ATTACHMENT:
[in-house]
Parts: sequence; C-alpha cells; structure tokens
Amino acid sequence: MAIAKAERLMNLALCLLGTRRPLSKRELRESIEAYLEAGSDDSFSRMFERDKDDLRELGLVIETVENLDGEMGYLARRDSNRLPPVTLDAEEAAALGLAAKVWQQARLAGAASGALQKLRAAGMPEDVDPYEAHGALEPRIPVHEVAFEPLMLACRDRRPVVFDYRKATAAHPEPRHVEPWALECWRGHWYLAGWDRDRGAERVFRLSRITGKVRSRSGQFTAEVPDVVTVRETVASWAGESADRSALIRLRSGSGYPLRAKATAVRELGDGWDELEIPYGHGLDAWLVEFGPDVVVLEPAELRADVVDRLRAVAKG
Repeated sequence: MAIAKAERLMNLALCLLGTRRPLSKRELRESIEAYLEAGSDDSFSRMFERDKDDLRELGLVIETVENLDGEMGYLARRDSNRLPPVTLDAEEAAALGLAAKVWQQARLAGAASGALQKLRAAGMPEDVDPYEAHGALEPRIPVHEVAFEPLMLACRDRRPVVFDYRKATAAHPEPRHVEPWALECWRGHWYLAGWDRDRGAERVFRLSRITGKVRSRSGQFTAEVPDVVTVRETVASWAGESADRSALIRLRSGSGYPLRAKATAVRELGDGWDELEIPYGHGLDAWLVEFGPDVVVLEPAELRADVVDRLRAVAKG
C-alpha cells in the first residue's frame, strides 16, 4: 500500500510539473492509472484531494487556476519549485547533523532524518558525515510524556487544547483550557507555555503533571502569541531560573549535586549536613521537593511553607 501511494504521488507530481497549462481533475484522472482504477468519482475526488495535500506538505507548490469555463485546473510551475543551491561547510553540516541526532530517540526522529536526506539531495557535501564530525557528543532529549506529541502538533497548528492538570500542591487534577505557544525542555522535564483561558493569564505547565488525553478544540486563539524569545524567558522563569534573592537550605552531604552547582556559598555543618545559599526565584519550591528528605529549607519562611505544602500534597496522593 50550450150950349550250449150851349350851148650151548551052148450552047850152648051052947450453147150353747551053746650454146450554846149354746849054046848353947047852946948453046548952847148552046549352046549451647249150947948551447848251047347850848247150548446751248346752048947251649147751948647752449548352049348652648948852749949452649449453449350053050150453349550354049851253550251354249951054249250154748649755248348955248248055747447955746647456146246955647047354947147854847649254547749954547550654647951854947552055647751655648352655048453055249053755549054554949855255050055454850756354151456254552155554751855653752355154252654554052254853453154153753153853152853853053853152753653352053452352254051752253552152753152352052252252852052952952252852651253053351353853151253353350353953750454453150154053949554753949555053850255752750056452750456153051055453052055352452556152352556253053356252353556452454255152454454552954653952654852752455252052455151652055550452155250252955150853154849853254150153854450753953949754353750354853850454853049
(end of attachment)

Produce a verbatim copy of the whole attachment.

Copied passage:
[in-house]
Parts: sequence; C-alpha cells; structure tokens
Amino acid sequence: MAIAKAERLMNLALCLLGTRRPLSKRELRESIEAYLEAGSDDSFSRMFERDKDDLRELGLVIETVENLDGEMGYLARRDSNRLPPVTLDAEEAAALGLAAKVWQQARLAGAASGALQKLRAAGMPEDVDPYEAHGALEPRIPVHEVAFEPLMLACRDRRPVVFDYRKATAAHPEPRHVEPWALECWRGHWYLAGWDRDRGAERVFRLSRITGKVRSRSGQFTAEVPDVVTVRETVASWAGESADRSALIRLRSGSGYPLRAKATAVRELGDGWDELEIPYGHGLDAWLVEFGPDVVVLEPAELRADVVDRLRAVAKG
Repeated sequence: MAIAKAERLMNLALCLLGTRRPLSKRELRESIEAYLEAGSDDSFSRMFERDKDDLRELGLVIETVENLDGEMGYLARRDSNRLPPVTLDAEEAAALGLAAKVWQQARLAGAASGALQKLRAAGMPEDVDPYEAHGALEPRIPVHEVAFEPLMLACRDRRPVVFDYRKATAAHPEPRHVEPWALECWRGHWYLAGWDRDRGAERVFRLSRITGKVRSRSGQFTAEVPDVVTVRETVASWAGESADRSALIRLRSGSGYPLRAKATAVRELGDGWDELEIPYGHGLDAWLVEFGPDVVVLEPAELRADVVDRLRAVAKG
C-alpha cells in the first residue's frame, strides 16, 4: 500500500510539473492509472484531494487556476519549485547533523532524518558525515510524556487544547483550557507555555503533571502569541531560573549535586549536613521537593511553607 501511494504521488507530481497549462481533475484522472482504477468519482475526488495535500506538505507548490469555463485546473510551475543551491561547510553540516541526532530517540526522529536526506539531495557535501564530525557528543532529549506529541502538533497548528492538570500542591487534577505557544525542555522535564483561558493569564505547565488525553478544540486563539524569545524567558522563569534573592537550605552531604552547582556559598555543618545559599526565584519550591528528605529549607519562611505544602500534597496522593 50550450150950349550250449150851349350851148650151548551052148450552047850152648051052947450453147150353747551053746650454146450554846149354746849054046848353947047852946948453046548952847148552046549352046549451647249150947948551447848251047347850848247150548446751248346752048947251649147751948647752449548352049348652648948852749949452649449453449350053050150453349550354049851253550251354249951054249250154748649755248348955248248055747447955746647456146246955647047354947147854847649254547749954547550654647951854947552055647751655648352655048453055249053755549054554949855255050055454850756354151456254552155554751855653752355154252654554052254853453154153753153853152853853053853152753653352053452352254051752253552152753152352052252252852052952952252852651253053351353853151253353350353953750454453150154053949554753949555053850255752750056452750456153051055453052055352452556152352556253053356252353556452454255152454454552954653952654852752455252052455151652055550452155250252955150853154849853254150153854450753953949754353750354853850454853049